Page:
Figure 34.. The front of the church, 1970. Plymouth History Room. Plymouth History Room.

26 disputed by some who felt that by spending this money on itself the church was denying its mission in and to the world.” Carl Althaus “personally refinished all of the walnut casework of the organ, the stairs to the choir loft, and the woodwork of the lower chancel.” Two additions have been made. In 1976, a Zymbelstern, the tinkling bells played primarily at Christmas, was given in memory of Jess Mercer and Trompette en Chamade, the horizontal copper pipes that are to either side of the cross, was given by Robert and Barbara Nash. The organ is fifty years old as of this writing. In 2003, Helen Hawley proposed a new console; the organ console has not been installed, but the Music and Fine Arts Board is working on it. Organ makers have made considerable technical improvements in consoles. Sources: Lawrence Daily Journal World University Daily Kansan Tedder, Jane. “150 Years of Music.” In the Love of Truth and in the Spirit of Jesus. Lawrence, KS: Plymouth Congregational Church, 2004.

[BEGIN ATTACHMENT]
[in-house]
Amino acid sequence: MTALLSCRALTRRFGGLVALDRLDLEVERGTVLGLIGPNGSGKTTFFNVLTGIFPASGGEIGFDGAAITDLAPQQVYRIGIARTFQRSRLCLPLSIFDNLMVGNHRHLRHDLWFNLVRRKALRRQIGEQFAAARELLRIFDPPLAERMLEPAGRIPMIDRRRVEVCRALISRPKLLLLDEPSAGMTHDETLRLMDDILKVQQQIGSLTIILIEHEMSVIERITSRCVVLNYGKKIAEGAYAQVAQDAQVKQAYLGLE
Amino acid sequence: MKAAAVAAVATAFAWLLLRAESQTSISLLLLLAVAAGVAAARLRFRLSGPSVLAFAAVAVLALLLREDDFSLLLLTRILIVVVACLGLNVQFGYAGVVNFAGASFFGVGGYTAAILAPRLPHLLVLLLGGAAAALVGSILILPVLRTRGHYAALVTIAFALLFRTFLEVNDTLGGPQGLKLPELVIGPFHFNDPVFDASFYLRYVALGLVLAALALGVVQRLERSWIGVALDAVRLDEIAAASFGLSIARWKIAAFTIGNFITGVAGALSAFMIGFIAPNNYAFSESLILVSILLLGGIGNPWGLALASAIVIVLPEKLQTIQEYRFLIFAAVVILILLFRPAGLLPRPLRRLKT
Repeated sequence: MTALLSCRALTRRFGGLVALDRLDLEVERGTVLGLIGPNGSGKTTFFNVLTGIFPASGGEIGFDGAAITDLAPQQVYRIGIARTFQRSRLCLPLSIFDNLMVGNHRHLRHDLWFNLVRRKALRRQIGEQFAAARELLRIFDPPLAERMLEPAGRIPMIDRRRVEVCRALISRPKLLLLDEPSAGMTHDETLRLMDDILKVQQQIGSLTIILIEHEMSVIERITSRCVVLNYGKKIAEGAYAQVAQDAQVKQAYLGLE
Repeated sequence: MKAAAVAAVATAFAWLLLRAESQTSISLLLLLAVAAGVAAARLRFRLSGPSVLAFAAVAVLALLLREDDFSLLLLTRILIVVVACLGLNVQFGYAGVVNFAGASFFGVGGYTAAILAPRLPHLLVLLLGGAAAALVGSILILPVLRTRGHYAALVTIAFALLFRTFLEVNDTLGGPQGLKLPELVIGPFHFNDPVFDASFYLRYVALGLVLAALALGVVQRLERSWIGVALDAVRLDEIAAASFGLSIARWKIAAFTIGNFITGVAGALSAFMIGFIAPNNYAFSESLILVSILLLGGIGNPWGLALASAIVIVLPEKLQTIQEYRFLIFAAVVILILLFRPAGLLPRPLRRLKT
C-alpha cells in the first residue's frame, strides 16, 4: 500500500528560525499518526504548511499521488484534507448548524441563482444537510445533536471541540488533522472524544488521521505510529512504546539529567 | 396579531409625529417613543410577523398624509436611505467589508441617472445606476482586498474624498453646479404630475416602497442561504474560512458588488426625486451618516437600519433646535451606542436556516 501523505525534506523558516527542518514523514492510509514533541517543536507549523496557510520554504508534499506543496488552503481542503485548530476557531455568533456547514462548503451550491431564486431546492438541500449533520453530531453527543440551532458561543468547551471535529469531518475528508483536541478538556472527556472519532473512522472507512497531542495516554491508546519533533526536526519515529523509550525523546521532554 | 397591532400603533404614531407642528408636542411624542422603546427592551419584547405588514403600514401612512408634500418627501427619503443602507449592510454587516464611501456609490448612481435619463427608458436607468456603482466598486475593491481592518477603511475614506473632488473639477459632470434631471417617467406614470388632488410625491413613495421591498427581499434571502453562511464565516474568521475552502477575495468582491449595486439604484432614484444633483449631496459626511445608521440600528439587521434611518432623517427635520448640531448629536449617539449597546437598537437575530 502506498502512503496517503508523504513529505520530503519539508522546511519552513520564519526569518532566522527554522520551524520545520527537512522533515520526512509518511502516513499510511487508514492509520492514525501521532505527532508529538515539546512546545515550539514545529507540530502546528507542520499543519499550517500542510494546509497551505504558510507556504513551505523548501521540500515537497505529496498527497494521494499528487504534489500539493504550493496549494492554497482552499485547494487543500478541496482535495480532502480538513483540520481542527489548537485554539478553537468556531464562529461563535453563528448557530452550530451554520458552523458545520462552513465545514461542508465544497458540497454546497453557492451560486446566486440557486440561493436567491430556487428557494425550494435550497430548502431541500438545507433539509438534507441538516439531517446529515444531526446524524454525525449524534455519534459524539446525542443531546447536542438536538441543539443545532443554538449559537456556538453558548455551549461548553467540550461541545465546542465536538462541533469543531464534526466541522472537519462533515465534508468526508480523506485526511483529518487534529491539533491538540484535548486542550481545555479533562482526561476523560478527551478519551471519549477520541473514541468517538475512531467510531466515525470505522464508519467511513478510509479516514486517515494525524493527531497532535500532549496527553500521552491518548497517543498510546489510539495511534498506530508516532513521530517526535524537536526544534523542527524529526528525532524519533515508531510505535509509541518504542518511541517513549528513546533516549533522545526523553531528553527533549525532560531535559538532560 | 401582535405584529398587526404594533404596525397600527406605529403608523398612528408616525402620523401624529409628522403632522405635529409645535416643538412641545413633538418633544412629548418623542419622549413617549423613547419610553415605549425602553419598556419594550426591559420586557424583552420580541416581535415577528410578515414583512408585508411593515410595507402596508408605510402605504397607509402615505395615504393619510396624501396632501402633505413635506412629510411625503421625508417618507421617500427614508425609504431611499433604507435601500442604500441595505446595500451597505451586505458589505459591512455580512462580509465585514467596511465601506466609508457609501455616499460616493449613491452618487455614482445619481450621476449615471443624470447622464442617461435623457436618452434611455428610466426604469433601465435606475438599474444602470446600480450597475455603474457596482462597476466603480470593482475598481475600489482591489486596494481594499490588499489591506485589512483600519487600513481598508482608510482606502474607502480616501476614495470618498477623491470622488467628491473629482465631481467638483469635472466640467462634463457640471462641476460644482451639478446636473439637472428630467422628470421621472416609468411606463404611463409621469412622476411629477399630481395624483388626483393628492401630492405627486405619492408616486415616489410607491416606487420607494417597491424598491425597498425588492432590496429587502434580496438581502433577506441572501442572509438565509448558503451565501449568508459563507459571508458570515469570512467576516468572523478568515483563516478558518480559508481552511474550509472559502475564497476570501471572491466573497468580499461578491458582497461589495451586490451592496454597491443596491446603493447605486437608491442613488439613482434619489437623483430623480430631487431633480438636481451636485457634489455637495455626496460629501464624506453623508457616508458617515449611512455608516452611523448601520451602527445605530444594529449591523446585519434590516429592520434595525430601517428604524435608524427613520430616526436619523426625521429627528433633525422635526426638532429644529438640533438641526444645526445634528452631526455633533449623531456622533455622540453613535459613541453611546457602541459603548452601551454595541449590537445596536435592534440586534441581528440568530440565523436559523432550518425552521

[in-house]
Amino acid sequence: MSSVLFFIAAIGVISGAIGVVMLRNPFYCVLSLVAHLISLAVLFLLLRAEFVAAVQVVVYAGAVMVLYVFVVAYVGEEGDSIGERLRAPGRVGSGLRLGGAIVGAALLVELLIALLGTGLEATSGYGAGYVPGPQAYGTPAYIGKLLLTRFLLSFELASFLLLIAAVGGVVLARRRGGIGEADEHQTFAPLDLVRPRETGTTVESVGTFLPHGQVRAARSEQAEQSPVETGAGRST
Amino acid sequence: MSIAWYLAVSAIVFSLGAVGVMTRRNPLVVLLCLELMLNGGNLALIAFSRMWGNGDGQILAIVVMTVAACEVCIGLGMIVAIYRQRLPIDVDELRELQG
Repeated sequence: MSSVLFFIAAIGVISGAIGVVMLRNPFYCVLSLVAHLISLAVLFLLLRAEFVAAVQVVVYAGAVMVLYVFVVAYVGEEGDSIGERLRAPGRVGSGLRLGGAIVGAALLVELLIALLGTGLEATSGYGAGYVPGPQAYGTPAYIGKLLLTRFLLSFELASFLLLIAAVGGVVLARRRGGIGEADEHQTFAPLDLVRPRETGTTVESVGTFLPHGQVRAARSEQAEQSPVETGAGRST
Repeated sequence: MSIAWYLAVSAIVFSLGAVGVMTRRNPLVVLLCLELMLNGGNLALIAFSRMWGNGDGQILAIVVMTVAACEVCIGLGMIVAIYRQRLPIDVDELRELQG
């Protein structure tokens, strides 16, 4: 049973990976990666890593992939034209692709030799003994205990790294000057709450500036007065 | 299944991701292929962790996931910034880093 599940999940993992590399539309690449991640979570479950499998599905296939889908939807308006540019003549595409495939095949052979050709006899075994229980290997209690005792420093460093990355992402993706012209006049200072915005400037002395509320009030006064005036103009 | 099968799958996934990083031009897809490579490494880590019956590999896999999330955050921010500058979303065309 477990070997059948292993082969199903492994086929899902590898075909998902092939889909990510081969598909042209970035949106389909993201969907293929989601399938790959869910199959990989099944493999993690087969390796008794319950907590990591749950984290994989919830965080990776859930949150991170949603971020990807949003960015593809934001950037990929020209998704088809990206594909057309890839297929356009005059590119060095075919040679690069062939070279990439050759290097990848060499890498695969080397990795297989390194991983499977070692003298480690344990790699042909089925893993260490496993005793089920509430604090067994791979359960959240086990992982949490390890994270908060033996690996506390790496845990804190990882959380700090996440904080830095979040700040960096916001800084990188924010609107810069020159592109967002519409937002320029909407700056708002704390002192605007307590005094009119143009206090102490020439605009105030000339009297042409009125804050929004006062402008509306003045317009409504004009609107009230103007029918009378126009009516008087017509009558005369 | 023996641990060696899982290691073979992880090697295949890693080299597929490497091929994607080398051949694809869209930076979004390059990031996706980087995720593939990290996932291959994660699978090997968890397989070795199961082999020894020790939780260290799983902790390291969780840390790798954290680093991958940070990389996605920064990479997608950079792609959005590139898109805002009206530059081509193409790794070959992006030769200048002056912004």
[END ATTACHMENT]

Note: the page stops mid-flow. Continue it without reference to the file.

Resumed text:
A New Look at Plymouth’s Stained-Glass Window By Susan McCarthy In the 1950s a Sunday School teacher from Kansas City, Mrs. Walter Keeler, visited Plymouth and wrote a paper entitled “The Story of the Windows at Plymouth Congregational Church at Lawrence, Kansas.” Most articles about the windows published since then are very derivative of Keeler’s article. Many of her insights and interpretations are still valid. However, I’d like to look anew at these windows and provide a little different perspective based on research and on my background in art history. Our church was designed by John Haskell, the most well-known architect of 19th century Kansas, and was finished in 1870. The budget was tight and accordingly plans called for the windows in the sanctuary to be made of clear glass. Yet Plymouth women were not satisfied with that decision; they wanted something finer and more decorative. A committee consisting of Mrs. Lucerne Allen Barker, Mrs. Hugh Means, and Mrs. Anna Barker Spencer headed a group of women who raised funds in a variety of ways. For instance, instead of hiring outside workers to wash dishes after church suppers, the women washed the dishes themselves. They sold cakes, pies and hot coffee to farmers who came into town on Saturdays by setting up several stands on Massachusetts Street—one at the corner of 9th where Weavers is and one at the corner of 10th where the old Masonic Lodge still stands. Now think of that—to have fresh hot coffee at those places took a system of relays back and forth from the church. There were no thermos pots, no big electric coffee makers. After the women had made enough money for a down payment, they ordered the windows and then continued with their fundraising efforts. Unfortunately, we have no documentation about the original purchase or any notes about the process at all. This in itself is not surprising—after all the process happened 150 years ago. But one issue I found myself wondering about was why the women chose a British stained-glass firm to make our windows and how in the world did they find them? Perhaps someone in our church had a contact in another church who recommended the company. But it certainly would have been a lot easier to obtain the windows from an American source. Although glassmaking was one of America’s first industries, the art of stained glass was just getting its footing in the middle of the nineteenth century. The first major stained-glass installation in America was at Holy Trinity Church in Brooklyn, New York in 1843. John LaFarge, a major American painter, created stained glass windows for Trinity Church in Boston between 1883 and 1902 and worked with the American who is most closely identified with the stained-glass medium, Louis Comfort Tiffany. So as you can see, the American stained glass was gearing up at the same time as our women were looking for a safe and dependable company in which to invest their hard earned funds. The timing just did not work out—the women took their business overseas where the art of religious stained glass had a history extending back to the 6th century. We can’t go through all that history in this brief article so let’s jump to the middle of the nineteenth century. There were twenty-five English firms who showed their wares at the Crystal Palace Exhibition in London in 1851 and at least ten more started stained-glass production in the 1850s. That gave our Plymouth women a large number of companies to choose from. Stained glass achieved its prominence during the Gothic Period as Christianity relied on artistic imagery, also including illuminated books, wall paintings and sculpture, to convey the stories from the scriptures. Stained glass decorations modified the light in churches and were crucial to enhancing the drama of the sacraments in sacred spaces. In the 19th century there was a general revival of interest in stained glass and methods of making it evolved away from simply painting onto clear glass with enamel